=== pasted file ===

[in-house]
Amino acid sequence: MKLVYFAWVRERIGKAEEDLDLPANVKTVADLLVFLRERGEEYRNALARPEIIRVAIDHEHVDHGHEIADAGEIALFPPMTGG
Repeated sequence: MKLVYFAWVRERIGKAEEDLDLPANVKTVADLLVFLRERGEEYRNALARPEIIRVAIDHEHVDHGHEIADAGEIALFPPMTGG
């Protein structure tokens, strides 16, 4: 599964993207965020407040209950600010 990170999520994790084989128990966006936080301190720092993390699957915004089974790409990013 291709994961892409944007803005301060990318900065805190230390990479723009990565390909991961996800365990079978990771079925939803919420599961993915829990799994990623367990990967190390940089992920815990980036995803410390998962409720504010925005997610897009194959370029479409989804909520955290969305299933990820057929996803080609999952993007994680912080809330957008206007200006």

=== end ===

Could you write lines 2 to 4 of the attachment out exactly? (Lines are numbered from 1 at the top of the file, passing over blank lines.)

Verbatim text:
Amino acid sequence: MKLVYFAWVRERIGKAEEDLDLPANVKTVADLLVFLRERGEEYRNALARPEIIRVAIDHEHVDHGHEIADAGEIALFPPMTGG
Repeated sequence: MKLVYFAWVRERIGKAEEDLDLPANVKTVADLLVFLRERGEEYRNALARPEIIRVAIDHEHVDHGHEIADAGEIALFPPMTGG
């Protein structure tokens, strides 16, 4: 599964993207965020407040209950600010 990170999520994790084989128990966006936080301190720092993390699957915004089974790409990013 291709994961892409944007803005301060990318900065805190230390990479723009990565390909991961996800365990079978990771079925939803919420599961993915829990799994990623367990990967190390940089992920815990980036995803410390998962409720504010925005997610897009194959370029479409989804909520955290969305299933990820057929996803080609999952993007994680912080809330957008206007200006």